Values in Contemporary Social Work

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Shared values are essential in the creating a successful relationship between the client and social worker. Social workers operate within society, not only to assist the individual but to create a more cohesive society. Values and ethics permeate the whole of social work practice and the society within which it practices (Shardlow 1989). Values are afforded a high position within social work, this is highlighted in: “Social work is a professional activity. Implicit in its practice are ethical principles which prescribe the professional responsibility of the social worker” (British Association of Social Workers (BASW) Code of Ethics). However, there is a danger that any list of values will become something which is quoted as opposed to a useful tool for practice. Values can be helpful as they enable the social worker to analyse their practice in relation to the expectations of the law and the needs of the people they work with.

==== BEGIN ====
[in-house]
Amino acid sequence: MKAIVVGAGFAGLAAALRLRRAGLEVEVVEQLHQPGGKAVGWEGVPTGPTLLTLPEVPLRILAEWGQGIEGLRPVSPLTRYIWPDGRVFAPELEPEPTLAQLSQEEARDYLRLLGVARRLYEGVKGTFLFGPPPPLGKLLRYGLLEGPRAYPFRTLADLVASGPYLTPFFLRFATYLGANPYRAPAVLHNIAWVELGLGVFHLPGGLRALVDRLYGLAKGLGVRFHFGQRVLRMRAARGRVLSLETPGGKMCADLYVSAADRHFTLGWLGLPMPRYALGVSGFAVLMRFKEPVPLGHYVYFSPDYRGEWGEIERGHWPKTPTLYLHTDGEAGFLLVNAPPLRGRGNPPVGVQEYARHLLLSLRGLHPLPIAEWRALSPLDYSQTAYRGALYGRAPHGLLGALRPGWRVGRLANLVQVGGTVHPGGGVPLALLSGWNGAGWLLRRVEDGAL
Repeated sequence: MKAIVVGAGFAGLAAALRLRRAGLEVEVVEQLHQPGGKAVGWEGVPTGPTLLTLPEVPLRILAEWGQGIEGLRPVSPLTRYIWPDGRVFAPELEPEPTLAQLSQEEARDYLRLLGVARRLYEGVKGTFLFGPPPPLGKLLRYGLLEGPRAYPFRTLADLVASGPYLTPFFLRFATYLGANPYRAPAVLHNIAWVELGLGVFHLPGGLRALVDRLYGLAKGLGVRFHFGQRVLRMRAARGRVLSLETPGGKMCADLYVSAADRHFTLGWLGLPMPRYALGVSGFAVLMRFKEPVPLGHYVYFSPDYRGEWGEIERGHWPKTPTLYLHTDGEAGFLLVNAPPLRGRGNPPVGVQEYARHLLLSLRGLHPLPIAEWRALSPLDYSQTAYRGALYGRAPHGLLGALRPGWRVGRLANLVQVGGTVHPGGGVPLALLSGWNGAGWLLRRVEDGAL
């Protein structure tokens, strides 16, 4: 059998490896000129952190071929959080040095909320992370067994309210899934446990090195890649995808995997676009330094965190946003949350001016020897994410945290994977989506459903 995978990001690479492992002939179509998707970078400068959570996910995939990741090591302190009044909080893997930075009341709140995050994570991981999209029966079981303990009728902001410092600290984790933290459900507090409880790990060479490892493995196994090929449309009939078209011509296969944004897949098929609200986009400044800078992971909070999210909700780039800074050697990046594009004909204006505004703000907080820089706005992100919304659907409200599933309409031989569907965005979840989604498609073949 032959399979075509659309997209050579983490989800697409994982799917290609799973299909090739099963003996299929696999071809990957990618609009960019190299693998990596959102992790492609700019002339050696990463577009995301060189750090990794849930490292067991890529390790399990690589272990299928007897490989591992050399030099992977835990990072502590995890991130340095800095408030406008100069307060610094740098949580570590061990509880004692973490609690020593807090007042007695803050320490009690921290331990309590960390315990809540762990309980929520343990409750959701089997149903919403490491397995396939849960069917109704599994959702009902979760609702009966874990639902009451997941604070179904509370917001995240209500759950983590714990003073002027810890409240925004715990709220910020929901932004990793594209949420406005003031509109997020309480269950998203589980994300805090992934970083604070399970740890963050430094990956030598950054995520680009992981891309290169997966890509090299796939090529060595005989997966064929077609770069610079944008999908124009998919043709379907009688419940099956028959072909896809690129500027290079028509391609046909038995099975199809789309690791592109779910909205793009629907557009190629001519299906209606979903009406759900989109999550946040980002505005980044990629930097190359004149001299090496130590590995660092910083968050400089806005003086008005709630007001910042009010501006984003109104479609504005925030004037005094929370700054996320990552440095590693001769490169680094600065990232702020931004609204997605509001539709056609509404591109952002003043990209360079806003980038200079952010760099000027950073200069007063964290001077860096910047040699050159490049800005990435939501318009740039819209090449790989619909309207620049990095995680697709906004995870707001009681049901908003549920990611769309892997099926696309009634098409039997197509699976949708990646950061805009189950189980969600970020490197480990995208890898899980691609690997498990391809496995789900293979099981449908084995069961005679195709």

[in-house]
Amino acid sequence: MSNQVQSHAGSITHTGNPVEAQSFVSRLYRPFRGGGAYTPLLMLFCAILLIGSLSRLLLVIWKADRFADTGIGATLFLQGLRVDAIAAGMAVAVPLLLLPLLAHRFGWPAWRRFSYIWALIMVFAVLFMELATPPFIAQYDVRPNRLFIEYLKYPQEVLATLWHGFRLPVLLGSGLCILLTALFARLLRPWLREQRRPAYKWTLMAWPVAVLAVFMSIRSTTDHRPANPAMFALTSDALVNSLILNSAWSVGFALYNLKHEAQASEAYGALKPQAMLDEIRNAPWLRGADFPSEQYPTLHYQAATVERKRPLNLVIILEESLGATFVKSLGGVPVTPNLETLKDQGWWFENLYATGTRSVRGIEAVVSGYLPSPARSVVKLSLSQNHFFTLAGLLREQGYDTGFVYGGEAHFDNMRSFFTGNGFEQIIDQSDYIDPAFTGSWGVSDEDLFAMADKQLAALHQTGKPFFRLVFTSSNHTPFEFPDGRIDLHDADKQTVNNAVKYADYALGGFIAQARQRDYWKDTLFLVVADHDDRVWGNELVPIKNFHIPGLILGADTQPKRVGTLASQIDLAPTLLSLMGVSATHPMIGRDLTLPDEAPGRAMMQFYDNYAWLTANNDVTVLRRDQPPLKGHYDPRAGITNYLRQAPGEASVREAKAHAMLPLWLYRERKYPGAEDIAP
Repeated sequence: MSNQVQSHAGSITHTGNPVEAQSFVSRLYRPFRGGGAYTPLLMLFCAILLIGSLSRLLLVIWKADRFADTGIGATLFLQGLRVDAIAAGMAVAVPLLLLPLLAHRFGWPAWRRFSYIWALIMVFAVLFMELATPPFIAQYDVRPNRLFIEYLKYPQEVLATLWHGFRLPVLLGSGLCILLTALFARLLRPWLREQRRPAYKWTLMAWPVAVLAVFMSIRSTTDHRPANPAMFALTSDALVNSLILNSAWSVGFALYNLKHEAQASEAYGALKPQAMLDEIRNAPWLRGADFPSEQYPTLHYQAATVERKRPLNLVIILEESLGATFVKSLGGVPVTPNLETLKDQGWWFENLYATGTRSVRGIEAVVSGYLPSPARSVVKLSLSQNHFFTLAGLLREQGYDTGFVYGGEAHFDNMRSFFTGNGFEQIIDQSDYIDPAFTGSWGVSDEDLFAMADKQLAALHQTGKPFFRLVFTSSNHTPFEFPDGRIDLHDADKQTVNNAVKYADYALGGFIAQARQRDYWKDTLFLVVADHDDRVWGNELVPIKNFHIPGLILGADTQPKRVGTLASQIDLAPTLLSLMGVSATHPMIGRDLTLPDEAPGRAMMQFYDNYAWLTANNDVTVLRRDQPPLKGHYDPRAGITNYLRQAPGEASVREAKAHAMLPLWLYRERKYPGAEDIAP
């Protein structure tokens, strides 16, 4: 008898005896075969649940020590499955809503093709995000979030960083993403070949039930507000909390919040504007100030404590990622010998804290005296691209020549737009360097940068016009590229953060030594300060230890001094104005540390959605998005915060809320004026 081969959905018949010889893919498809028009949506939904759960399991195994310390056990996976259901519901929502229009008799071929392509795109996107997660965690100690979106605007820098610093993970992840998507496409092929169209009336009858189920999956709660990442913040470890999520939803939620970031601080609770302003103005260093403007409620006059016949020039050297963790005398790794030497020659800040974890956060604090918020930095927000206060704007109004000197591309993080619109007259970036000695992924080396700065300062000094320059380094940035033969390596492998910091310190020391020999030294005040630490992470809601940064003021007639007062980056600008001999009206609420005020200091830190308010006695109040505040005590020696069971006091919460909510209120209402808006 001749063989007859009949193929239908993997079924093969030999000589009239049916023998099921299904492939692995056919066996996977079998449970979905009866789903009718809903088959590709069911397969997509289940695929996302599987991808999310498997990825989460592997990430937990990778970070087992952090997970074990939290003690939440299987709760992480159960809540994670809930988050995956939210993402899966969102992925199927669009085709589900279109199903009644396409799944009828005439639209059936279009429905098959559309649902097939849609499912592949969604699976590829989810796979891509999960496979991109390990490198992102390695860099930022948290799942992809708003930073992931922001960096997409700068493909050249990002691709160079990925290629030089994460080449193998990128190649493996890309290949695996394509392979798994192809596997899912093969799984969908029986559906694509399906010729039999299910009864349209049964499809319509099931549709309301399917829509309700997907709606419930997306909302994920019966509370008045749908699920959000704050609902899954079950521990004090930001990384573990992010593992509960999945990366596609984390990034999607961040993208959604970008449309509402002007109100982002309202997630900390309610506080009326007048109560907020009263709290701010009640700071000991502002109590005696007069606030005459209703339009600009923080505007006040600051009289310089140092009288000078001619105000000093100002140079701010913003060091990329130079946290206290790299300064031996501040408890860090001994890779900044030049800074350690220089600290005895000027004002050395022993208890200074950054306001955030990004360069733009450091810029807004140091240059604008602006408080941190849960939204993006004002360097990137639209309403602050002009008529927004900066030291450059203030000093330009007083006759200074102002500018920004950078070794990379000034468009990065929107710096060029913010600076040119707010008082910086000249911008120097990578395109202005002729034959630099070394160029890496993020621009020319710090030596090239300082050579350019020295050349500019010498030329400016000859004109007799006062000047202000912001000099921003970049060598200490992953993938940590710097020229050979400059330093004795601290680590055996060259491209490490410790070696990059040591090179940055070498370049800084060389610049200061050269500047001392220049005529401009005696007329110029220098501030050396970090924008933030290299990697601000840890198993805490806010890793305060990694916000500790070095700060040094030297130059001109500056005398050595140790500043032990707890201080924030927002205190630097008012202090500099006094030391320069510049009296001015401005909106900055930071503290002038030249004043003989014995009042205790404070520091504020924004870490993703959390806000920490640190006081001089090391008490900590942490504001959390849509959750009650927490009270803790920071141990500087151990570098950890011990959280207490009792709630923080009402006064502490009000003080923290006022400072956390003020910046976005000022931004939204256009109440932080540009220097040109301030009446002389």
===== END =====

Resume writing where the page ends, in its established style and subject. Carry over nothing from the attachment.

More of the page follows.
What are values? Is there a place for them in contemporary social work? Is it even possible to define what constitutes values in contemporary social work? Biestek created a list of seven principles with the intention of showing social workers how clients ought to behave. These principles may have been well meaning but they hardly reflect everything that is going on in contemporary society. The very existence of a list of morals can be damaging to social work as it creates a feeling of security based on the presumption that the list itself incorporates everything required for successful practice. Values determine what a person thinks they should do, which may not exactly be the same as what they want to do. Personal values allow us to evaluate the actions of others in relation to our own...

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